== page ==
Sprint To Buy Virgin Mobile USA

July 28th, 2009 by · 1 Comment

In a surprise M&A today, Sprint Nextel (NYSE:S, news, filings) has agreed to buy Virgin Mobile USA in an all stock deal worth $483M.  Virgin’s prepaid phones already run on the Sprint network, so the integration will be nothing like the Nextel disaster.  In fact, little physical integration seems to be needed.  Basically, Sprint has bought a new brand parallel to its rapidly expanding Boost Mobile offering, and doesn’t do itself any damage in terms of debt in the process.

What you think about the deal depends on what you think of the prepaid cell phone market.  If you think it is the wave of the future and the best way to challenge Verizon (NYSE:VZ, news, filings) and AT&T (NYSE:T, news, filings), then this deal makes all the sense in the world.  On the other hand, if you think the recent growth in the prepaid market is a creature of the recession that will never seriously challenge real postpaid cell phones, then you see this deal as Sprint paying for a chance to compete with itself for a niche it already has when it should be solving its other problems.

I tend toward the former view, mainly because of my experiences in China where prepaid is the only kind of phone.  Carriers like postpaid because it gives them both visibility and control into how much will be spent on their cell phones.  People like prepaid because it gives them the same damn thing, and whether we have a recovery or not over the next year I think people’s spending patterns are shifting in irreversible ways.  As for what Sprint ought to be focusing on, it’s much easier to ride a new tiger than to wake up an old one, and prepaid may be the way to rehabilitating its reputation.  Having two brands is no big deal, especially if you expect the prepaid market to not only grow but to bifurcate and develop its own segments and specialties.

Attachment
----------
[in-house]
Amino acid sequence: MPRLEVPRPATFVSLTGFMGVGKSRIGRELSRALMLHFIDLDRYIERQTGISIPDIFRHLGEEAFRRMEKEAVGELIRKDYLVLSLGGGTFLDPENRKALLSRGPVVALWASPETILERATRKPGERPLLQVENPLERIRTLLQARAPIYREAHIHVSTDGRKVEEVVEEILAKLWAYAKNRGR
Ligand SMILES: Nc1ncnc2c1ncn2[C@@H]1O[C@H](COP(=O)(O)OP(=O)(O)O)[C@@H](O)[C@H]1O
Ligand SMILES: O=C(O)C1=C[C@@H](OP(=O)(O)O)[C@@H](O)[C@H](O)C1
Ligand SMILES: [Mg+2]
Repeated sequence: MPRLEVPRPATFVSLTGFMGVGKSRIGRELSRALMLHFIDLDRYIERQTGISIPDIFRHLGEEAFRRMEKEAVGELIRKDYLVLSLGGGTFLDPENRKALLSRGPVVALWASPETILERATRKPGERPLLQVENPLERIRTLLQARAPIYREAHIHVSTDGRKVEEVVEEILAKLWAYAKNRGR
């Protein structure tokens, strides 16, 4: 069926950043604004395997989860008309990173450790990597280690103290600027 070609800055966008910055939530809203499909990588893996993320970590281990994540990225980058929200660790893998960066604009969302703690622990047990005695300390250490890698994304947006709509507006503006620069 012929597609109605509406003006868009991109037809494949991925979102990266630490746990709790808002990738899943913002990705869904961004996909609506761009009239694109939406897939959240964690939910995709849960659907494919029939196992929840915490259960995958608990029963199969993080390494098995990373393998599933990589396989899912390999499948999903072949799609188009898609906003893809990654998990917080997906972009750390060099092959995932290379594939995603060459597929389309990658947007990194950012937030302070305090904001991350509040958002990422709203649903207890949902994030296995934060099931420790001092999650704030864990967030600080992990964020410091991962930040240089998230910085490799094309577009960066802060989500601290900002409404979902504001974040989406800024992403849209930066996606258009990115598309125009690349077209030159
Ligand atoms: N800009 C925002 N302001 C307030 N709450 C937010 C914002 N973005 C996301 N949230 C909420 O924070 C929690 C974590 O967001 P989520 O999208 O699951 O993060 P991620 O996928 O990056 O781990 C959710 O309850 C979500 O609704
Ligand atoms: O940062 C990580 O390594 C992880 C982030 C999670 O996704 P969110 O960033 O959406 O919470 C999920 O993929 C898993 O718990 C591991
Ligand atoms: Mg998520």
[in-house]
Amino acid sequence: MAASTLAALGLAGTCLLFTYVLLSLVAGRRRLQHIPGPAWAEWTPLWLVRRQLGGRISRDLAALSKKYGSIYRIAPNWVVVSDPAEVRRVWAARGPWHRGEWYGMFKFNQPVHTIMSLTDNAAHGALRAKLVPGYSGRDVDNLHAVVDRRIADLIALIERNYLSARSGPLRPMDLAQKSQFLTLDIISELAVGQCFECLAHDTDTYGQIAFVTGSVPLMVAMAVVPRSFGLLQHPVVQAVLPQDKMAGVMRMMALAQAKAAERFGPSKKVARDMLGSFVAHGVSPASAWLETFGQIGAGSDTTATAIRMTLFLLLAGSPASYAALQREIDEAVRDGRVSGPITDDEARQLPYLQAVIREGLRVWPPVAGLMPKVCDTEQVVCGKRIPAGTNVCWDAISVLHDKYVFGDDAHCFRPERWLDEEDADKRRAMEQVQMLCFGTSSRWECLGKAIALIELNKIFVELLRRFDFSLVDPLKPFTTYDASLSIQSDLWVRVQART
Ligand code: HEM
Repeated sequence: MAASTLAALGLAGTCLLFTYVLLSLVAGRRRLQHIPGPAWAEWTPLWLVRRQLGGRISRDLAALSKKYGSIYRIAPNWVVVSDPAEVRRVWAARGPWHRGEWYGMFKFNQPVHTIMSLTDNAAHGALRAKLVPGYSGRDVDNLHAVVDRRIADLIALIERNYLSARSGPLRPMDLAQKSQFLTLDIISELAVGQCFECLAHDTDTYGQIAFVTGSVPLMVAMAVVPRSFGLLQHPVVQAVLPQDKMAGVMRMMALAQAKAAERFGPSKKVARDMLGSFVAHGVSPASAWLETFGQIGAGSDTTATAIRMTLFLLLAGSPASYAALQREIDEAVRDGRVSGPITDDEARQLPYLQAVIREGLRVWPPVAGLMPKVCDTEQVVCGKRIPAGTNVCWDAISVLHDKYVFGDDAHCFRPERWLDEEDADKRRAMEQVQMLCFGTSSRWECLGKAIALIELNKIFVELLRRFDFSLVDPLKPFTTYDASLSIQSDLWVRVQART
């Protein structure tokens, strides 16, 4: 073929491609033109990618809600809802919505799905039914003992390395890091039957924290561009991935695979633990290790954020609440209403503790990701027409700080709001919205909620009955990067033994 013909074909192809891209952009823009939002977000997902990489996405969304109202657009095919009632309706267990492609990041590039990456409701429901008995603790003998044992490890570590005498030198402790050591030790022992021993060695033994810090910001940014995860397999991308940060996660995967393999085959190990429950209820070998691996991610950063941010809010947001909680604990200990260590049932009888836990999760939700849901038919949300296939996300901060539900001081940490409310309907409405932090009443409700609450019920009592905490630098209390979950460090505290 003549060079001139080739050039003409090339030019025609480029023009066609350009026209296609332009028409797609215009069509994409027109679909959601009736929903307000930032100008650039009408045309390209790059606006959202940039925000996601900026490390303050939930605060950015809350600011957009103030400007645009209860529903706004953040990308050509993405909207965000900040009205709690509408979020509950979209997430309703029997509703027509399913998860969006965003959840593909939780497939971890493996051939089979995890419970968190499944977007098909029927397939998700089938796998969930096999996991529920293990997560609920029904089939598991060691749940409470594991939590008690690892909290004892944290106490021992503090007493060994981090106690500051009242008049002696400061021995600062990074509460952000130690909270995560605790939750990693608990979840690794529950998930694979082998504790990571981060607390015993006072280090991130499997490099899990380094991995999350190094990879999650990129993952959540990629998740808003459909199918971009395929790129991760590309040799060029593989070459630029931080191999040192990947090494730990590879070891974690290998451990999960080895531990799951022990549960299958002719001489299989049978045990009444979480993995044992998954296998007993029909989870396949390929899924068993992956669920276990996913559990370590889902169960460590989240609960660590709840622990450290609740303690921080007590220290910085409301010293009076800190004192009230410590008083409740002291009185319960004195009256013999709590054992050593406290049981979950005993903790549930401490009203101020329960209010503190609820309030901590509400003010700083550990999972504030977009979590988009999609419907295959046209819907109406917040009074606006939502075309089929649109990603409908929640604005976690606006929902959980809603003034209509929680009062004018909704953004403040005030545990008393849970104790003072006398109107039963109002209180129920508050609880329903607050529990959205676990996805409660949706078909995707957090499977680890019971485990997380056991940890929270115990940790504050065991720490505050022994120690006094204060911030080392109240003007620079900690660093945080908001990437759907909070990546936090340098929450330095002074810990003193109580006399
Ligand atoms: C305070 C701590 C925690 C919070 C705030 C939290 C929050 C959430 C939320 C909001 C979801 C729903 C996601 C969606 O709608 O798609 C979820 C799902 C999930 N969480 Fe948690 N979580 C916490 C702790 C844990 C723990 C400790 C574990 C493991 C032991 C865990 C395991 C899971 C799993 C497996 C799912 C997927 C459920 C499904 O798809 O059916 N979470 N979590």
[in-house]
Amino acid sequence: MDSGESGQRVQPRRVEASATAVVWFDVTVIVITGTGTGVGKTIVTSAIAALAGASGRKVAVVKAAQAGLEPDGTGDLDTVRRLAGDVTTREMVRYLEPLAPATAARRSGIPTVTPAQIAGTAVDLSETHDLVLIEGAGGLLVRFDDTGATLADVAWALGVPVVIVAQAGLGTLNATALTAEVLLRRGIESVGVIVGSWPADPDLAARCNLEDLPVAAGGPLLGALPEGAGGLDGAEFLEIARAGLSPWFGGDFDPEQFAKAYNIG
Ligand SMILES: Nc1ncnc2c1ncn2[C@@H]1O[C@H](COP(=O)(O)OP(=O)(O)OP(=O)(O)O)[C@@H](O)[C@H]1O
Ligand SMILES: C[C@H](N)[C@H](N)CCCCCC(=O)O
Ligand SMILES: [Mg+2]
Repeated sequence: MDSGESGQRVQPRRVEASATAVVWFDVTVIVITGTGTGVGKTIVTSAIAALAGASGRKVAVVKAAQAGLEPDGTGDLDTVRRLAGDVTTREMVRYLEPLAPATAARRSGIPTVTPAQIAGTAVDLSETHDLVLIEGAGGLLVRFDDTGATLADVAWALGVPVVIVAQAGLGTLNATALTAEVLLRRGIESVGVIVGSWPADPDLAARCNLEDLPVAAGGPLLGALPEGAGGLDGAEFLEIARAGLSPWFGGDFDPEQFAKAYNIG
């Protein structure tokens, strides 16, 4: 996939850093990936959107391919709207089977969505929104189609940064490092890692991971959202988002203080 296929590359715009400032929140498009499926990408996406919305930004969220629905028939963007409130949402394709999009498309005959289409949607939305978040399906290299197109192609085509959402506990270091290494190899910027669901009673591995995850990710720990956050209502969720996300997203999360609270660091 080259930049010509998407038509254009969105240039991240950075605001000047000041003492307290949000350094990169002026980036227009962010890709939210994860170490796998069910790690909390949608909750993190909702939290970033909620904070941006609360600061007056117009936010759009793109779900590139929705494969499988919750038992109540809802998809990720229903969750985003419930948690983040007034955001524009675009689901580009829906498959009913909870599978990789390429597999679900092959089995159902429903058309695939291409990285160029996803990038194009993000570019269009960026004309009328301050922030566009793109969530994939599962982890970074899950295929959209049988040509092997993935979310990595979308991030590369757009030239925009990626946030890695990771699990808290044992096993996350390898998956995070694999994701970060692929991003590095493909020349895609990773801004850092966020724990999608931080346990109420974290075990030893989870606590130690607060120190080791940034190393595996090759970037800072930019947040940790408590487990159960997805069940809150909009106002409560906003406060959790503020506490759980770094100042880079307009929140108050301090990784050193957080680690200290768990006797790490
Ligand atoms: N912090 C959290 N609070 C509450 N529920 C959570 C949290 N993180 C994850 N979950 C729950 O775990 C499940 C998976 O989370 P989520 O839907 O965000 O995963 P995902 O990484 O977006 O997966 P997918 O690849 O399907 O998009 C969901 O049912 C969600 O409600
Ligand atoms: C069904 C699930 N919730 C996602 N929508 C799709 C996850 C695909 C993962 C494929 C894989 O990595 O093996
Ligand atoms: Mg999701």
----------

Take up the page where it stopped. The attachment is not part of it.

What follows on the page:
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Categories: Mergers and Acquisitions · Wireless

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  • I tend to believe prepaid is the way of the future, at least on the consumer side. After spending 13 years in Europe, I’ve seen how competitive their market is, and their prepaid plans were incredibly good.

    Only business men who needed better coverage or huge numbers of minutes went postpaid. But even the postpaid plans there looked more like prepaid here. I eagerly await the day that prepaid reaches the level of maturity it has in Europe, and this move could certainly help the prepaid market grow up.

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